MudSex, “Remedial Vacation Bible School Gang Bang.”

Some bands court confrontation, using it to involve their audiences in ways most people aren’t accustomed to or comfortable with. There are many ways a band could do this, from bizarre performances to purposefully offensive lyrics to even arranging their entire aesthetic to provoke their listeners. Chattanooga noise-punk band MudSex counts themselves among these bands whose work is meant to antagonize but is also built on a solid foundation of inspired creativity and brutal guitar riffs.

The vocals are howled, building to a crescendo of shrieked manifestos, while guitars, basses and bits of drum kits lay shattered in the music’s wake. Composed of singer Josh Allen, singer-guitarist Josh Mayfield, bassist Allen Beltran and drummer Jim Barnette, the band spits brimstone in their quest to fashion a maniacal punk sound. But even in this brew of caustic lyrics and even more acidic arrangements, they know their way around a memorable chorus. The music would be dead without this ability to infuse these harsh landscapes with something resembling a melody.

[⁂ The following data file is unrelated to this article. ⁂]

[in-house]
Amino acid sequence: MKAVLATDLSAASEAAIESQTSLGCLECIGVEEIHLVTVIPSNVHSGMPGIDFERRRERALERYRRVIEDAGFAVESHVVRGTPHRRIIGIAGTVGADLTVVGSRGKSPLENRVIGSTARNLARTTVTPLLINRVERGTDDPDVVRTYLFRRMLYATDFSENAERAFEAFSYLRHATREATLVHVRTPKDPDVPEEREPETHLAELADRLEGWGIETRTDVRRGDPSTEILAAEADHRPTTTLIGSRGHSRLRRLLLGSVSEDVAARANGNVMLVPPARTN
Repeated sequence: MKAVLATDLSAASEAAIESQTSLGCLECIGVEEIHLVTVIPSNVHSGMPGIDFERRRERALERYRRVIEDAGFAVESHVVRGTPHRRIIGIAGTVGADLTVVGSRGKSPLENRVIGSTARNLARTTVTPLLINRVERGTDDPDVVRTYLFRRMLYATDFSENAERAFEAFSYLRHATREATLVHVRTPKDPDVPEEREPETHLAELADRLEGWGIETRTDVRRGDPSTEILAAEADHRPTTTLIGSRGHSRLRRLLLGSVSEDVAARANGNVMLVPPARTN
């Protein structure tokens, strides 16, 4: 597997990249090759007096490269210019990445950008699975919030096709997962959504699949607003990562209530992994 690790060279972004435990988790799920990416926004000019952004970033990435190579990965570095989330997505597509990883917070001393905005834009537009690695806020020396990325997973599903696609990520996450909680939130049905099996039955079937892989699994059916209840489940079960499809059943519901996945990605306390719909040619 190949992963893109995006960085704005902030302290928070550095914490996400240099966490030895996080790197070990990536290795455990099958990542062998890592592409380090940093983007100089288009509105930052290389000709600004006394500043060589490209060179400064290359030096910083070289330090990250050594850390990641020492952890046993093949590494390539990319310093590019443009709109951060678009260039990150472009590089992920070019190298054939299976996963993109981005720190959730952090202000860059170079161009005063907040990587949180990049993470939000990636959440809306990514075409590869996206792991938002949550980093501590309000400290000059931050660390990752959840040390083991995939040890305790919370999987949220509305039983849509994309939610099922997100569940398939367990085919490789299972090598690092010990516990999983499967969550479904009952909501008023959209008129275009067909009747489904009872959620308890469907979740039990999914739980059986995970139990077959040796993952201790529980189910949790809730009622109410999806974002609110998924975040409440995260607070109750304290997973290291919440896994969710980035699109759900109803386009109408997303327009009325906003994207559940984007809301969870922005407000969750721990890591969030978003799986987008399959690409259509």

On their latest record, “Remedial Vacation Bible School Gang Bang,” the band tears through 13 vicious tracks that scorch the earth around them. But they’re not going to let you dig in without some effort. Just by reading the name of the record, you can tell that MudSex revels in making you uneasy, and with titles such as “Sex Offender Blues” and “Lake Flacid,” you don’t have to look far to feel that effect. It’s a gifted group of musicians wanting to force you to participate in the experience of their music. There’s no sideline activity here. You’re either throwing elbows in the pit or walking back to your car.


Although this kind of musical antagonism can be off-putting at first glance, it shouldn’t deter you from digging into the record and seeing it for the barrage of punk fury that it is. Yes, you’re going to hear songs called “Welfare Taco” and “It’s Not the Herpes I’m Afraid Of, It’s the Commitment,” but take the acerbic satire and hostility, and hear how the band uses them to require your contributions to the atmosphere of the music. Personally, I came to this record far too late—it was released last year on Mayfield’s own WereOpossum Records imprint—but I would unreservedly recommend it for those who possess an affection for bands like X-Ray Spex and Black Flag.

Joshua Pickard covers local and national music, film and other aspects of pop culture. You can contact him on FacebookTwitter or by emailThe opinions expressed in this column belong solely to the author, not or its employees.